Sugar molecules exist in space, according to astronomers
03/22/2019 // Edsel Cook // Views

NASA researchers may have found a sweet surprise in outer space. Apparently, the inhospitable environs of space can produce sugar molecules. Better yet, this sugar is not any of the common ones found in foods; instead, it is the complex molecule found in the DNA of living organisms.

In a recent experiment, the researchers replicated the conditions found in outer space. Then they demonstrated how this harsh setting could enable the formation of 2-deoxyribose, the complex sugar molecule in deoxyribonucleic acid (DNA).

The findings of the NASA researchers indicated that one of the most important chemical ingredients for the formation of life could be quite common in the universe. If this was true, 2-deoxyribose could have seeded planets, which would make the development of alien life much more likely.

"We don’t yet know whether life is common in the universe, but we’re pretty sure the presence of life’s building blocks is not a limiting factor," said Ames Research Center researcher Michel Nuevo, the primary author of the science paper. Ames is run by NASA. (Related: Bacteria found to use new DNA bases in creation of a new kind of protein.)

Replicating the conditions of outer space to make sugar molecules

Outer space is cold, vast, and mostly empty, but it is not completely empty. Interstellar space contains dust and gases that were exposed to cosmic radiation. The constant influx of highly energized photons and particles provides energy for chemical reactions, although the extremely cold temperatures of space slow these processes down to a crawl.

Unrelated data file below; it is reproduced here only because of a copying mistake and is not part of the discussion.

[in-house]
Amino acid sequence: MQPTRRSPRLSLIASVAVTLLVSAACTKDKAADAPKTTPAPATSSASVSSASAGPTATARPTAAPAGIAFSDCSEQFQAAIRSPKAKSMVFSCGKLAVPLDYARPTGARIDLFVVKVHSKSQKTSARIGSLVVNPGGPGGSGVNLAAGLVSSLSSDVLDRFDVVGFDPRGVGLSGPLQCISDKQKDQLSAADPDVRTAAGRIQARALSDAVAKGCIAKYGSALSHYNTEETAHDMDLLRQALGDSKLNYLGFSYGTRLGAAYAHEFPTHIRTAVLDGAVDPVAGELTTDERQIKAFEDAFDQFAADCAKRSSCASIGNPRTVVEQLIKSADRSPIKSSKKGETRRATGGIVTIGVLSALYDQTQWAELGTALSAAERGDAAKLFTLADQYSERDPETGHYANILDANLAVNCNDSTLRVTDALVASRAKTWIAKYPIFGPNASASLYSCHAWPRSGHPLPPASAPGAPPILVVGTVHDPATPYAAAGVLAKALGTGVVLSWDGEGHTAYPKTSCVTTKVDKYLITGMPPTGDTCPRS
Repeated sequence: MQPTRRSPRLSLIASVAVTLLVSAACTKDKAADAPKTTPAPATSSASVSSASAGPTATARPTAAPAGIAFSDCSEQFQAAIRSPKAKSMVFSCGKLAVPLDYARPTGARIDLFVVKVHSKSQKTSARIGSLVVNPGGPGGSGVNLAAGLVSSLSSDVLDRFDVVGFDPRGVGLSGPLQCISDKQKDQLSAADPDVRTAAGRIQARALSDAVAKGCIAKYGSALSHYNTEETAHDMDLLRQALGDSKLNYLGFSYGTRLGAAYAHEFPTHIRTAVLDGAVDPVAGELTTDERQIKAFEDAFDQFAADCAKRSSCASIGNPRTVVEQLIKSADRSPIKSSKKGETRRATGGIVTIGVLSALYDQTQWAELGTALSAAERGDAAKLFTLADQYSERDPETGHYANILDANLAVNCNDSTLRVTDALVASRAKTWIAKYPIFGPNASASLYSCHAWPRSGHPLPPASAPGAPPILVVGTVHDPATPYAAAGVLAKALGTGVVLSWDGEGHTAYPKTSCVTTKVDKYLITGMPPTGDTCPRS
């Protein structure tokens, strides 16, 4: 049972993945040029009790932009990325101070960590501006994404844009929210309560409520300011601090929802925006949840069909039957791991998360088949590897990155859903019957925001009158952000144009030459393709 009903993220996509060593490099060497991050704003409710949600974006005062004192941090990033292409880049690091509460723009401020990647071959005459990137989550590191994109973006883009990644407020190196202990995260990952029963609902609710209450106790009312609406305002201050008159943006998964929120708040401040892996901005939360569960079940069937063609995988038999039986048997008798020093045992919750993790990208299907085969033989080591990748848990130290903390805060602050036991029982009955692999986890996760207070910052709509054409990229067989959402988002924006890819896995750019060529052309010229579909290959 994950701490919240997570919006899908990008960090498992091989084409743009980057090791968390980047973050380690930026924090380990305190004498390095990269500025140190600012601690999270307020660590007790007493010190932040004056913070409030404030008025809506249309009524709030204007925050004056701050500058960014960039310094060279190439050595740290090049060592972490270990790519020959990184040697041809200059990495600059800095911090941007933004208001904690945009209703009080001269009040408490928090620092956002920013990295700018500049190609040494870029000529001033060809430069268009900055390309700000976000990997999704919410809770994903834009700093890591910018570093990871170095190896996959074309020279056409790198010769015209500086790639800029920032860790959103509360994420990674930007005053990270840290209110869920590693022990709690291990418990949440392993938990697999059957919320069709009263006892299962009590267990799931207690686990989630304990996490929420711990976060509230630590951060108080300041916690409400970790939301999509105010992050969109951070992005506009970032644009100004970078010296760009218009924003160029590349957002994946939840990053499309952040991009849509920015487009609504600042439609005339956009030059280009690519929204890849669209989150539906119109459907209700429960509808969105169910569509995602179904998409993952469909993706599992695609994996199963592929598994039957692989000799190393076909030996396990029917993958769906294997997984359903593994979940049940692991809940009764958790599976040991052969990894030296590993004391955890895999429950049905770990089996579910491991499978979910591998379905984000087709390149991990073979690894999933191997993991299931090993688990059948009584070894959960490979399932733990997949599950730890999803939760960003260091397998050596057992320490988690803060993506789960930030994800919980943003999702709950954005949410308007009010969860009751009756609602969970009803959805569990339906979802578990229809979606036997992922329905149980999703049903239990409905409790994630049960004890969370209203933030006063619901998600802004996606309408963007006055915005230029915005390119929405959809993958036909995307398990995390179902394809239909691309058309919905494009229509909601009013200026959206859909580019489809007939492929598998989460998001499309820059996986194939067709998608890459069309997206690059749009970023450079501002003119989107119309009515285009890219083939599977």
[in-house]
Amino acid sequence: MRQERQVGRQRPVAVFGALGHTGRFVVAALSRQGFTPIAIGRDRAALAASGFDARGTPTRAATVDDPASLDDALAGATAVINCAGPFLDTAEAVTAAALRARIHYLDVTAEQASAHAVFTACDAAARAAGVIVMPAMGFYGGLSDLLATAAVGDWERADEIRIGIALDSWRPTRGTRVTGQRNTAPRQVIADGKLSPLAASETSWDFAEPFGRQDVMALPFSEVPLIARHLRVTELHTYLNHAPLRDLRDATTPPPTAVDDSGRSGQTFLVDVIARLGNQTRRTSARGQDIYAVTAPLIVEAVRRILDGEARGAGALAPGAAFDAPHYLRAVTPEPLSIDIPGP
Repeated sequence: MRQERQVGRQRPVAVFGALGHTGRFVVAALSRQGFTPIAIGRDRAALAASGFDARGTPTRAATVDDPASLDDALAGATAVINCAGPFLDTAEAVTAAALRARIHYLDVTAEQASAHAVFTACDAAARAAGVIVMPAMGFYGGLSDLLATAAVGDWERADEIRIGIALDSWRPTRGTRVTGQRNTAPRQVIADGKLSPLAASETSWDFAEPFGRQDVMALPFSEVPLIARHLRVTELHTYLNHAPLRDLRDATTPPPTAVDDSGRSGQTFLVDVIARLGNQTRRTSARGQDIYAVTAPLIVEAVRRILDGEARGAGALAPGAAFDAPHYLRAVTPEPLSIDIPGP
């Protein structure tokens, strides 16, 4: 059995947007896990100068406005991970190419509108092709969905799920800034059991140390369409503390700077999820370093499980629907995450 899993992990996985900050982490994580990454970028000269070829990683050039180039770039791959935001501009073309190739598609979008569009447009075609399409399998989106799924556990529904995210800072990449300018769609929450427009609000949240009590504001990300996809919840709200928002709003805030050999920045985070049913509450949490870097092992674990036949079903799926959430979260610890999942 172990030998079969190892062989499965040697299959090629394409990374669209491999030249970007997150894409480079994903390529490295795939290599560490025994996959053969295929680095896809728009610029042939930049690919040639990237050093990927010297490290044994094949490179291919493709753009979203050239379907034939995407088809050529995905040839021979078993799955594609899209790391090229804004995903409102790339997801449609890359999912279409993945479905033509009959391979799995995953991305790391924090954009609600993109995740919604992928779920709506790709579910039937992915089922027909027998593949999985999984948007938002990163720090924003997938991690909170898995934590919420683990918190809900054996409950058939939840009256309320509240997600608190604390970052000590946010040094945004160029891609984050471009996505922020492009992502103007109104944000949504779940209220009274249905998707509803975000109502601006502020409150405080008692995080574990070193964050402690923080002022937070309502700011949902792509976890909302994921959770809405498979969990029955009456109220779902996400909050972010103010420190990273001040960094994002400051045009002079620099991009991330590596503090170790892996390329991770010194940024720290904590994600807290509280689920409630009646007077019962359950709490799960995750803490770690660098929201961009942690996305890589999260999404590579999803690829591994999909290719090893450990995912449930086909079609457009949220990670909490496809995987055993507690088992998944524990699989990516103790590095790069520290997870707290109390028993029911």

Nuevo and his fellow Ames researchers replicated these conditions in a "cosmic chamber" at their lab. They cooled aluminum to near absolute zero temperatures and moved it into a vacuum chamber to simulate space.

Next, they added a gaseous mixture of water vapor and methanol, a compound that contained carbon. The extremely cold temperature caused the water and methanol to freeze on the surface of the aluminum. The entire set-up was then bathed in ultraviolet light that represented cosmic radiation.

When the researchers evaluated the treated material, they discovered a number of different types of sugar molecules on the aluminum. One of the sugars turned out to be 2-deoxyribose.

The results of the Ames experiment mirrored those of a preceding French study in 2016. The French researchers were able to create ribose, a related sugar molecule that served a similar purpose in ribonucleic acid (RNA). RNA was responsible for producing proteins in the body and could be a precursor to the more complex DNA.

Sugars and other organic compounds that formed in space eventually ended up on Earth

2-deoxyribose and ribose are just two of the organic molecules that have been found on meteorites. Space rocks are also known to have amino acids, nucleobases, and amphiphiles, all of which are important ingredients in living organisms.

Amino acids are used to create proteins. Nucleobases served the same purpose for the genetic code. Finally, amphiphiles made up the cellular membranes around cells.

"The universe is an organic chemist," Ames researcher and secondary author Scott Sandford remarked. "It has big beakers and lots of time – and the result is a lot of organic material, some of which is useful to life."

These organic compounds may have first formed in space, but they eventually ended up on planets due to meteorites and comets that brought those compounds to the surface of said planets. Samples of those space rocks are known to have acids, alcohols, and other derivatives of sugars.

When exposed to water, these derivatives could eventually turn into the more complex sugars used in RNA and DNA. Life could potentially develop from those compounds, as it did on Earth.

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